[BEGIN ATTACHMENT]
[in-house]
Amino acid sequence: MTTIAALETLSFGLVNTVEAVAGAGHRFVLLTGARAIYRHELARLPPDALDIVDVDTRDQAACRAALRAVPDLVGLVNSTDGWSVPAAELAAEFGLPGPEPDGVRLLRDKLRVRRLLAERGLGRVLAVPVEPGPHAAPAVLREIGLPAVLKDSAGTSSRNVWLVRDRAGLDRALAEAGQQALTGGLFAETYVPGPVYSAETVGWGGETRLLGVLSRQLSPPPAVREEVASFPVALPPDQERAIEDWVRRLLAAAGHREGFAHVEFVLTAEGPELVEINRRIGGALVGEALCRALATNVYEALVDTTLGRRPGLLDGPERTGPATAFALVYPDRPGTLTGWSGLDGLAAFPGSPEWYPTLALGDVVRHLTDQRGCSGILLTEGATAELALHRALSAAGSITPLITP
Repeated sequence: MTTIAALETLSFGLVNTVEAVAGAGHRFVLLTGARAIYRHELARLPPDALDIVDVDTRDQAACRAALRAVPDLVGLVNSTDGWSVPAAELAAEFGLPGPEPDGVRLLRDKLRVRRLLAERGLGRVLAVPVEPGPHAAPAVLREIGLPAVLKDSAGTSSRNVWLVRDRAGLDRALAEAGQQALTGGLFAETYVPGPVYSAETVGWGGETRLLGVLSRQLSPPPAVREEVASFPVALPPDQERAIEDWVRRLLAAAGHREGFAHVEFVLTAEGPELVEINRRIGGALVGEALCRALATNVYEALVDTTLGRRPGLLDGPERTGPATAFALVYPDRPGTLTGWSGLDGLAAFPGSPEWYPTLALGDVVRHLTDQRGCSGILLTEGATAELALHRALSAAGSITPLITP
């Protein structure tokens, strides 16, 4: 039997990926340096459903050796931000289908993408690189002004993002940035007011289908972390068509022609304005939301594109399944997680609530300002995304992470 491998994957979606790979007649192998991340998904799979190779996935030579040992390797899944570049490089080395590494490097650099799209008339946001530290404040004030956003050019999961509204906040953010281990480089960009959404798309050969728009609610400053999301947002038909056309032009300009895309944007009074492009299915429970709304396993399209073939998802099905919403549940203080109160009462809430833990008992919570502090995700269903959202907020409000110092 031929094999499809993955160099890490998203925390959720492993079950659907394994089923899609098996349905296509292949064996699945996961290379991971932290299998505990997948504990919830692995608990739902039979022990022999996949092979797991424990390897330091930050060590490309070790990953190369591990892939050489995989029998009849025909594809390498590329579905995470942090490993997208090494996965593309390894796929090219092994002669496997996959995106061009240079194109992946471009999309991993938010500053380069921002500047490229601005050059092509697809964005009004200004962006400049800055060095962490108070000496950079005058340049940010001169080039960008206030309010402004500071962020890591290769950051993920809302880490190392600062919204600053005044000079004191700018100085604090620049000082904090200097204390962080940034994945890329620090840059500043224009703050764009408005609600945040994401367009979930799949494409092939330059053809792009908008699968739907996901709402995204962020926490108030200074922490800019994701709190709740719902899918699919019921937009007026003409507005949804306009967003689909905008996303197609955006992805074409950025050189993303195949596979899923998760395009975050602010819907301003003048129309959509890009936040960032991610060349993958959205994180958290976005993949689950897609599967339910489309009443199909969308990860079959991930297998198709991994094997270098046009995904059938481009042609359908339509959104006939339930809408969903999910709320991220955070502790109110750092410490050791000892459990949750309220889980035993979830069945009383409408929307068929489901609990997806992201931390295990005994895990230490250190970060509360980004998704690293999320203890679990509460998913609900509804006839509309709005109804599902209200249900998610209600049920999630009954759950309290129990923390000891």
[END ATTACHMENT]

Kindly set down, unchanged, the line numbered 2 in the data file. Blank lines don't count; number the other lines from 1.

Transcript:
Amino acid sequence: MTTIAALETLSFGLVNTVEAVAGAGHRFVLLTGARAIYRHELARLPPDALDIVDVDTRDQAACRAALRAVPDLVGLVNSTDGWSVPAAELAAEFGLPGPEPDGVRLLRDKLRVRRLLAERGLGRVLAVPVEPGPHAAPAVLREIGLPAVLKDSAGTSSRNVWLVRDRAGLDRALAEAGQQALTGGLFAETYVPGPVYSAETVGWGGETRLLGVLSRQLSPPPAVREEVASFPVALPPDQERAIEDWVRRLLAAAGHREGFAHVEFVLTAEGPELVEINRRIGGALVGEALCRALATNVYEALVDTTLGRRPGLLDGPERTGPATAFALVYPDRPGTLTGWSGLDGLAAFPGSPEWYPTLALGDVVRHLTDQRGCSGILLTEGATAELALHRALSAAGSITPLITP